Note that $g(x) \to e^{e + 1}$ so I hope that we don't need further application of LHR on $H(x)$ and the final limit would be $$\dfrac{A}{2e^{2e + 2}}\tag{5}$$ where $$A = \lim_{x \to 0}g(x)f''(x) - (1 + f'(x))g'(x)\tag{6}$$ We can now see that the real challenge is to evaluate $f'(x), f''(x), g'(x)$ and it would require a reasonable amount of calculation. I will have to leave my keyboard and go for a pen-paper calculation to handle this. Will post the calculation if I succeed.

The easiest part is $g'(x)$ given by \begin{aligned}g'(x) &= (1 + f'(x))\log(x + f(x))\log\log(x + f(x))\\ &\,\,\,\,+\,\, (1 + f'(x))\log\log(x + f(x))\\ &\,\,\,\,+\,\, (1 + f'(x))\\ &= ( 1 + f'(x))\{1 + \log\log(x + f(x)) + \log(x + f(x))\log\log(x + f(x))\}\end{aligned} Based on the assumption made in bold we can see that $(1 + f'(x))g'(x)$ tends to $$(1 - e^{e + 1})^{2}(e + 2)\tag{7}$$ From $(1)$ we can see that $\log f(x) = p(x)\log p(x)$ where $p(x) = (1 + x)^{1/x}$. Hence \begin{align}\frac{f'(x)}{f(x)} &= p'(x)(1 + \log p(x))\notag\\ &= p(x)(1 + \log p(x))(\log p(x))'\notag\\ &= p(x)(1 + \log p(x))\left(\frac{\log (1 + x)}{x}\right)'\notag\\ &= p(x)(1 + \log p(x))\left(\frac{x - (1 + x)\log(1 + x)}{x^{2}(1 + x)}\right)\tag{8}\end{align} Now we can see that $p(x) \to e$ so that $f'(x)/f(x)$ tends to $(2e)(-1/2) = -e$. Since $f(x) \to e^{e}$ we see that $f'(x) \to -e^{e + 1}$ and our assumption (mentioned in bold earlier) is verified (which at the same time verifies $(7)$).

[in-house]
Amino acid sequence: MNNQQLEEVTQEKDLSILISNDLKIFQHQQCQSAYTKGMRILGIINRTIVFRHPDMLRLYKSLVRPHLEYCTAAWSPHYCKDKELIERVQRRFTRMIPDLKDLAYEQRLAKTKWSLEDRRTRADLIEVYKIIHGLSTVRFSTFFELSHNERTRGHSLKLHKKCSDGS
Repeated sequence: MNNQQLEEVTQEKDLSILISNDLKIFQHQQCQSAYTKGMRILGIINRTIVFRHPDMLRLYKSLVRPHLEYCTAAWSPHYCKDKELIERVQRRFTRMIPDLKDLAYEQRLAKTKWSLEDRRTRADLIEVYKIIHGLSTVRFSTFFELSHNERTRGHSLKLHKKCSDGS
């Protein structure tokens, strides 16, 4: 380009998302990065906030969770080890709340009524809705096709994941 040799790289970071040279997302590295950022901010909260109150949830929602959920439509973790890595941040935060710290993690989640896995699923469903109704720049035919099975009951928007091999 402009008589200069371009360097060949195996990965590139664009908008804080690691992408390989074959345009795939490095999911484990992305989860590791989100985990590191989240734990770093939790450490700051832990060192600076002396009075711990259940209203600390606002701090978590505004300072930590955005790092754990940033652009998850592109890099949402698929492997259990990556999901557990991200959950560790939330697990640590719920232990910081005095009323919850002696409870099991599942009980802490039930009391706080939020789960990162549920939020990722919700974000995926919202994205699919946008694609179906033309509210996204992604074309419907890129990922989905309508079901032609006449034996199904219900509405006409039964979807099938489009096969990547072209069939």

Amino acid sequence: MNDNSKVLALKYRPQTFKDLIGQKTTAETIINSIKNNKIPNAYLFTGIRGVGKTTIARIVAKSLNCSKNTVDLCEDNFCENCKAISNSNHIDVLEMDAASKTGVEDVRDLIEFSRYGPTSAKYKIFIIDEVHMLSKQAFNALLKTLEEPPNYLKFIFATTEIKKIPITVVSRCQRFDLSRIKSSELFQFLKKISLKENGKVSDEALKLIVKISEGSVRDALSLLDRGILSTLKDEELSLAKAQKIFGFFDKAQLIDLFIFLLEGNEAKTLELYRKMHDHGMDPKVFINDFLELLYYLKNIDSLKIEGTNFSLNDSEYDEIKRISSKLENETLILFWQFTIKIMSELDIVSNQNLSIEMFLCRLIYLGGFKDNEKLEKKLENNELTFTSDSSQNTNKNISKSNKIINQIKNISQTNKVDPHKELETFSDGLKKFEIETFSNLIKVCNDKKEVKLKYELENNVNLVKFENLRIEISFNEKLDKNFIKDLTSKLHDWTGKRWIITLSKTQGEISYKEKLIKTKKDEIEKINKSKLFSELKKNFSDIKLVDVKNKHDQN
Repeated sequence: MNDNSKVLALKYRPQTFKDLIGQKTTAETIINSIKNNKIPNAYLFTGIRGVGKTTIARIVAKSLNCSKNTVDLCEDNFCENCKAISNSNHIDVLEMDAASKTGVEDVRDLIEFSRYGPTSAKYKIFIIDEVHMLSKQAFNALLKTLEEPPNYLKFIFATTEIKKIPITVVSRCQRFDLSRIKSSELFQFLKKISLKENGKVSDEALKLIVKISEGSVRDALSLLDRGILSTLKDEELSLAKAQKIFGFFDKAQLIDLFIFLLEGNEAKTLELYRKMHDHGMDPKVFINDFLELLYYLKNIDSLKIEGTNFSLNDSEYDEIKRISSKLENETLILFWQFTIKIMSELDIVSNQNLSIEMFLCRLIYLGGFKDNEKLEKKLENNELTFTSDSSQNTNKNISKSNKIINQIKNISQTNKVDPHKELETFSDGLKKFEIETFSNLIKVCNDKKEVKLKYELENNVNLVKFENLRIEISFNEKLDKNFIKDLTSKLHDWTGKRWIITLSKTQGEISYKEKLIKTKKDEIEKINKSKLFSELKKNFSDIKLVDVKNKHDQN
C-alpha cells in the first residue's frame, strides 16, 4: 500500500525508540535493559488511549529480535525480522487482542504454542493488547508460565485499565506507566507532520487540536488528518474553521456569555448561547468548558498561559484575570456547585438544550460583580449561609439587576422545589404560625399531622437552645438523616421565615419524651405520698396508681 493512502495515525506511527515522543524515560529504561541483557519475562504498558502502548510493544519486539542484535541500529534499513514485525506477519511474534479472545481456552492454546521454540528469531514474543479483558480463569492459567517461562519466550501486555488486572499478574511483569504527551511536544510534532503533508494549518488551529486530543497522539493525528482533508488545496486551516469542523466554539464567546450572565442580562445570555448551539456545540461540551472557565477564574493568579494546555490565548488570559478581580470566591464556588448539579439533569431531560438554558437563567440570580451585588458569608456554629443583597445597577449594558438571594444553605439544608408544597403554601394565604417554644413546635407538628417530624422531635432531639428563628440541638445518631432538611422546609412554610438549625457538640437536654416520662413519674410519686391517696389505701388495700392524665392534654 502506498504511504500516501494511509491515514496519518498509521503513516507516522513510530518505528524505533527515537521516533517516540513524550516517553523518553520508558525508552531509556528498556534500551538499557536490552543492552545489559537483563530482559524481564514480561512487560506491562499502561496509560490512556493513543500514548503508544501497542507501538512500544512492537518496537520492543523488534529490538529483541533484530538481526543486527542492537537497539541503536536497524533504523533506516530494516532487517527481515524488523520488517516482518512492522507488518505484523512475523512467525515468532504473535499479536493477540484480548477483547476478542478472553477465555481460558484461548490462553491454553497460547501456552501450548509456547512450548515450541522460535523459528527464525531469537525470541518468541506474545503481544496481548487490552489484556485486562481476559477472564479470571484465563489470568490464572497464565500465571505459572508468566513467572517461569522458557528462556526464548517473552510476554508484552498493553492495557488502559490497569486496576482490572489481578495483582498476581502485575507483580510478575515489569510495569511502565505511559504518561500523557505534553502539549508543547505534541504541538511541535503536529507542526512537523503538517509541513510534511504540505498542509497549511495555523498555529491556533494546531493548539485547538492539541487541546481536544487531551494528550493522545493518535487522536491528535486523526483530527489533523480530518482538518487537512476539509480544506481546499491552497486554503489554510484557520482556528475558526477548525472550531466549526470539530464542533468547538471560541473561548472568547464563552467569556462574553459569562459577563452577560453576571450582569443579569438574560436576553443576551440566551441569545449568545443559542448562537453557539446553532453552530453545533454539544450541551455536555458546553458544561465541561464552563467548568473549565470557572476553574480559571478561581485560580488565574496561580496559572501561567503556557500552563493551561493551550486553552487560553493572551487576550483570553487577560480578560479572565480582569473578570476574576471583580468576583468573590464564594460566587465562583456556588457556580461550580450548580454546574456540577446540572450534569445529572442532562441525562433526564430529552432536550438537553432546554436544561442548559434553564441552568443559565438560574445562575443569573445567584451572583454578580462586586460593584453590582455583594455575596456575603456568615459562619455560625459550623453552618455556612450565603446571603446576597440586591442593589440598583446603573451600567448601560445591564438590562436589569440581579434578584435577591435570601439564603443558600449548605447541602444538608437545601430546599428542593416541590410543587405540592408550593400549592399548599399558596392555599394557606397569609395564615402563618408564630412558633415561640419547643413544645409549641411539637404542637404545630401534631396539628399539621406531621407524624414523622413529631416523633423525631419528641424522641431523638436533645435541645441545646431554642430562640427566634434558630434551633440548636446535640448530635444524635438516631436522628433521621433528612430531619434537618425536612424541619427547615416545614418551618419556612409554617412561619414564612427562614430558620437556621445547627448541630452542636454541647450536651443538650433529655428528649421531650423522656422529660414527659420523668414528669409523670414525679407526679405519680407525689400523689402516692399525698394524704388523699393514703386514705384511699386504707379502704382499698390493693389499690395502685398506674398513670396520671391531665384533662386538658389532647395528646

Now the hardest part is to differentiate $(8)$ and obtain $f''(x)$. We have \begin{aligned}f''(x) &= f'(x)p(x)\{1 + \log p(x)\}\left(\frac{x - (1 + x)\log(1 + x)}{x^{2}(1 + x)}\right)\\ &\,\,+\,\,f(x)\{1 + \log p(x)\}p(x)\left(\frac{x - (1 + x)\log(1 + x)}{x^{2}(1 + x)}\right)^{2}\\ &\,\,+\,\,f(x)p(x)\left(\frac{x - (1 + x)\log(1 + x)}{x^{2}(1 + x)}\right)^{2}\\ &\,\,+\,\,f(x)\{1 + \log p(x)\}p(x)\left(\frac{x - (1 + x)\log(1 + x)}{x^{2}(1 + x)}\right)'\end{aligned} Hence we can see that $f''(x)$ tends to $$e^{e + 2} + \frac{e^{e + 1}}{2} + \frac{e^{e + 1}}{4} + \frac{4e^{e + 1}}{3} = \frac{12e^{e + 2} + 25e^{e + 1}}{12}$$ The desired limit $A$ is thus \begin{aligned}A &= \frac{12e^{2e + 3} + 25e^{2e + 2}}{12} - (e + 2)(1 - e^{e + 1})^{2}\\ &= \frac{12e^{2e + 3} + 25e^{2e + 2} - 12(e + 2)(1 - 2e^{e + 1} + e^{2e + 2})}{12}\\ &= \frac{12e^{2e + 3} + 25e^{2e + 2} - 12(e - 2e^{e + 2} + e^{2e + 3} + 2 - 4e^{e + 1} + 2e^{2e + 2})}{12}\\ &= \frac{e^{2e + 2} + 24e^{e + 2} + 48e^{e + 1} - 12e - 24}{12}\end{aligned} The final limit is $A/2e^{2e + 2}$ so that the final limit is given by $$\frac{e^{2e + 2} + 24e^{e + 2} + 48e^{e + 1} - 12e - 24}{24e^{2e + 2}} = \frac{1}{24} + \frac{2e^{e + 2} + 4e^{e + 1} - e - 2}{2e^{2e + 2}}$$ Note: The limit of $$a(x) = \frac{x - (1 + x)\log(1 + x)}{x^{2}(1 + x)} = \dfrac{\dfrac{x}{1 + x} - \log(1 + x)}{x^{2}} = -\frac{1}{2} + \frac{2}{3}x + \cdots$$ and its derivative were calculated using the Taylor expression given above leading to $a(x) \to -1/2$ and $a'(x) \to 2/3$ as $x \to 0$.